To inquire: contact Professor Gilchrist
Undergraduate Summer Research Assistant (4)
Electricity-driven production of high energy density hydrogen fuel is more sustainable than steam reforming of hydrocarbons due to the avoided greenhouse gas, such as CO2, emissions. Electrolysis of water involves two half-reactions, namely oxygen evolution (OER) at the anode and hydrogen evolution (HER) at the cathode, where the Gibbs free energy change of the overall reaction is 237 kJ/mol and the thermodynamic voltage required for electrolytic decomposition of H2O is 1.23 V. The success of implementing the use of hydrogen as an alternative energy carrier on a global scale depends on the choice and the long-term stability of the materials that catalyze the redox processes in electrochemical water splitting reactions and bimetallic electrocatalysts have recently been proposed.  Several recent studies have highlighted both negative and, surprisingly, positive effects of iron ions present in the electrolyte on HER and OER.  Iron ions originate from and accumulate in the electrochemical systems during the extended cycling use from the piping and are an example of an anthropogenic contaminant that will affect the overall HER and OER performance.
During the proposed project, an undergraduate student will familiarize themself with electrochemical techniques for hydrogen generation, work under the supervision of a Ph.D. student and a postdoc to synthesize bimetallic catalyst, NiMo, and investigate the effects of Fe3+ ions in the electrolyte during HER on their structural, chemical properties as well as their electrochemical performance during extended cycling.  In particular, XRD, XAS, XPS, STEM, in situ Raman as well as the extensive electrochemical characterization during HER will be utilized.
To inquire: contact Professor Baltrusaitis
Undergraduate Summer Research Assistant (5)
Investigation of Buoyancy of Janus Particles: Janus particles are those that have one type of property on one half and another type of property on the other half. If the density of a particles is less than that of water, they would float at the surface of an air-water interface. My colleague, Professor Ferguson of the department of chemistry, discovered many years ago that not all particles of density less than that of water would float on the surface. Rather they would come near the surface and stay below the interface. Similar phenomenon is sometimes called as the “Moses Effect”. On the other hand, we discovered in our lab several years ago that certain bead with density more than that of the liquid do not sink all the way down. They become neutrally buoyant after descending in the liquid below.
Prof Ferguson and Professor Chaudhury are planning to do some research in these problem in order to understand thoroughly the reasons behind these unique findings. The student will be jointly supervised by both professors.
To inquire: contact Professor Chaudhury


Undergraduate Summer Research Assistant (6)
Objective: Evaluate the use of renewable electrical energy in high temperature processes
Expectations: Explore the Mass and Energy balances, thermodynamic equilibrium and simple kinetics of important endothermic processes to minimize environmental impact.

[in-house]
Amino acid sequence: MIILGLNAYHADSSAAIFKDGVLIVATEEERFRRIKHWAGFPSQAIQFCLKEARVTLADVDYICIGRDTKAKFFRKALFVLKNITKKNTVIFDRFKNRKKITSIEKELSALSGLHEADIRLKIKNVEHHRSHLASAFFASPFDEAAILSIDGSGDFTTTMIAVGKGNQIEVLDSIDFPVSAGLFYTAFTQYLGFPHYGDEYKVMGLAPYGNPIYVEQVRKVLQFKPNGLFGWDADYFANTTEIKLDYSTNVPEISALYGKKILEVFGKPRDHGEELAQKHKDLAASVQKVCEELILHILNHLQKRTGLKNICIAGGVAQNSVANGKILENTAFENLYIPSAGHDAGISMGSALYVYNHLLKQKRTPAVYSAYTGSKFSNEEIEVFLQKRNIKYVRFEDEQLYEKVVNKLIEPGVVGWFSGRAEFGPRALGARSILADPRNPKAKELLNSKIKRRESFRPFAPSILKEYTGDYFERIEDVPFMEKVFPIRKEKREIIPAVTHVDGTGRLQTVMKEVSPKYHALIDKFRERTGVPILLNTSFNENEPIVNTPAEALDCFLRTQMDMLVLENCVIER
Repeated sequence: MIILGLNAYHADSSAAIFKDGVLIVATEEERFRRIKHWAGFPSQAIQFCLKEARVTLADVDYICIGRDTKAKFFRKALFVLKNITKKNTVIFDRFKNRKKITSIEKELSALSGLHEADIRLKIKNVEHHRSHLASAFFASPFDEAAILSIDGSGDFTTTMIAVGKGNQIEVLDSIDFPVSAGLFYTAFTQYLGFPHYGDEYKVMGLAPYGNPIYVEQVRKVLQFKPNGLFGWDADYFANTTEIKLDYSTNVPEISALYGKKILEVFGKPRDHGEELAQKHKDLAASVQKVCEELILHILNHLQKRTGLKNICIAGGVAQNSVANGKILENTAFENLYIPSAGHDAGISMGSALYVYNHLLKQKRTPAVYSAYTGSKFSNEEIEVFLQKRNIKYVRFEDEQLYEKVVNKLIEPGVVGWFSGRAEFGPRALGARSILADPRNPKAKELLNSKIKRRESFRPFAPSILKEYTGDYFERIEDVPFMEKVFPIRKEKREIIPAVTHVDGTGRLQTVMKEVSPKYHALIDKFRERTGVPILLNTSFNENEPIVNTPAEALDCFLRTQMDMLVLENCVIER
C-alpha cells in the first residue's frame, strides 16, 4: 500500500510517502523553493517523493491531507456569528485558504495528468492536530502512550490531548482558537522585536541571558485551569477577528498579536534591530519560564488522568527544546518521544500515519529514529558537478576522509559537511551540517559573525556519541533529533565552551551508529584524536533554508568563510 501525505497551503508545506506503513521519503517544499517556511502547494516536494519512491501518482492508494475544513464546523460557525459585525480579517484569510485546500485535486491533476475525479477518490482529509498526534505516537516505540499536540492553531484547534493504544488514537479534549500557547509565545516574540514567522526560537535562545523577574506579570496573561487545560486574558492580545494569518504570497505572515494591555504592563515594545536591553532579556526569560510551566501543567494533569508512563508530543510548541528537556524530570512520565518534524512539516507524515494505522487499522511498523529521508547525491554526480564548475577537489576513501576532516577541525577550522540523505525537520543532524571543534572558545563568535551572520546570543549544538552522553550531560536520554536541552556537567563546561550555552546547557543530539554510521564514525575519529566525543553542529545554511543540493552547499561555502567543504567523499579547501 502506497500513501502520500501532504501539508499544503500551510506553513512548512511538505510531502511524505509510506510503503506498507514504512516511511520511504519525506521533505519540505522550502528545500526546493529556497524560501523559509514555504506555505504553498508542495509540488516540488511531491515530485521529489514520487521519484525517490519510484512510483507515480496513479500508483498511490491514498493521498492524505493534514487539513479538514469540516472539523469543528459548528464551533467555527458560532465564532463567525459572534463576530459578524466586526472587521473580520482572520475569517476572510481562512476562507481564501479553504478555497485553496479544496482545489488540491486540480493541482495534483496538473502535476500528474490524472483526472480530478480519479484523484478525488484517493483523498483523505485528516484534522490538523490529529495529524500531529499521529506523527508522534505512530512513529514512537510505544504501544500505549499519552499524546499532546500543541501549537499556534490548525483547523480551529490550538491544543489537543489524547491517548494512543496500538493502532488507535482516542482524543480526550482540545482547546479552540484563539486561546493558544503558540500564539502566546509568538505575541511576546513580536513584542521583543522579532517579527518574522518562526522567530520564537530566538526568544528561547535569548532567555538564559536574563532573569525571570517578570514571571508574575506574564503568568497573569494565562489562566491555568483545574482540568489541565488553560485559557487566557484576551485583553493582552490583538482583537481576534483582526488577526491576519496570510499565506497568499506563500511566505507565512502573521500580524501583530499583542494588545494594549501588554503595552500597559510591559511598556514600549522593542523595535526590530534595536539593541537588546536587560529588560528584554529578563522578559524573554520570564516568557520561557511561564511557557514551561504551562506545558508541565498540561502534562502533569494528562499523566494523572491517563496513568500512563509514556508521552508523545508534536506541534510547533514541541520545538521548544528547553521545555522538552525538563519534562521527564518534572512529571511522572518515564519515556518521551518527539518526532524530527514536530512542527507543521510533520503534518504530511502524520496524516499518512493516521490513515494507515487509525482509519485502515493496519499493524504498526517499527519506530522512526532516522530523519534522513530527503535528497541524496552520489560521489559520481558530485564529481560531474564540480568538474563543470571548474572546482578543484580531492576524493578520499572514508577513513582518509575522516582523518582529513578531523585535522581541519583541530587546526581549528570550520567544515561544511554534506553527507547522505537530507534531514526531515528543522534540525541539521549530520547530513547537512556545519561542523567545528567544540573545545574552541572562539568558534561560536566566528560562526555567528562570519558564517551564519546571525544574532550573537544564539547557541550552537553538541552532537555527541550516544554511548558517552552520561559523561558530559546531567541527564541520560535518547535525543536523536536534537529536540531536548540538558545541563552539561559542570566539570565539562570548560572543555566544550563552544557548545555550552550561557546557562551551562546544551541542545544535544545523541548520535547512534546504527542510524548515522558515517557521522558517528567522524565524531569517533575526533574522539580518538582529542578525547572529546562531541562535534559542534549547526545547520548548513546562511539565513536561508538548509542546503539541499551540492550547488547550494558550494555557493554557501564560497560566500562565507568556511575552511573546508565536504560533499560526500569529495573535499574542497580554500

Expected background: Junior/senior level to be able to understand what drives current chemical processes in a fundamental basis. A very motivated rising sophomore could also workout.
Project: Transforming electrical energy into high temperature is a very efficient use of energy either captured from the sun (solar cells) or wind (wind farms). Three processes are of immediate interest:
Hydrogen production by steam methane reforming (with CO 2 Capture) CH 4 + H 2 O=CO 2 + 4H 2 (1000C). Hydrogen is critical for ammonia fertilizer production, clean steel production, hydrogen cars and other processes such as glass production. Currently steam reformers are enormous structures (40x40x40 ft) that burn large amounts of methane. An electric regenerative process reduces the size to 10x4x4 ft. Initial calculations indicate this to be highly feasible.
Cement production: Cement production is responsible for about 10% of industrial CO 2 . This is due to the need to decompose Limestone to CO 2 and provide enough heat to raise the temperature of CaO and
SiO 2 to ~1300C to form the clinker that when ground will yield the hydraulic cement used in construction. The flue gases of the current process contain up to 30% CO 2 but separation is still needed. Replacing the high temperature flame by an electric will produce pure CO 2 ready for sequestration. (This already being used
Hydrocarbon Dehydrogenation: These are high temperature/low pressure endothermic processes such as ethane dehydrogenation to produce ethylene and hydrogen, ethylbenzene to styrene and hydrogen. These are building blocks for plastics such as polyethylene and polystyrene as well as potentially biodegradable polymers. Again, the issue is to use electrical heat with no CO 2 emissions.
To inquire: contact Professor Caram
Undergraduate Summer Research Assistant (7)

Green Electrocatalytic Upgrading of Bio-Derived Feedstocks: The McIntosh and Snyder labs are looking for motivated undergraduate students (up to two) to work on a novel approach to electrocatalysis . The goal is to use renewable energy to upgrade plant-derived molecules into useful chemicals that can, for example, be used as replacements for fossil fuel derived plastics.

To inquire: contact Professor McIntosh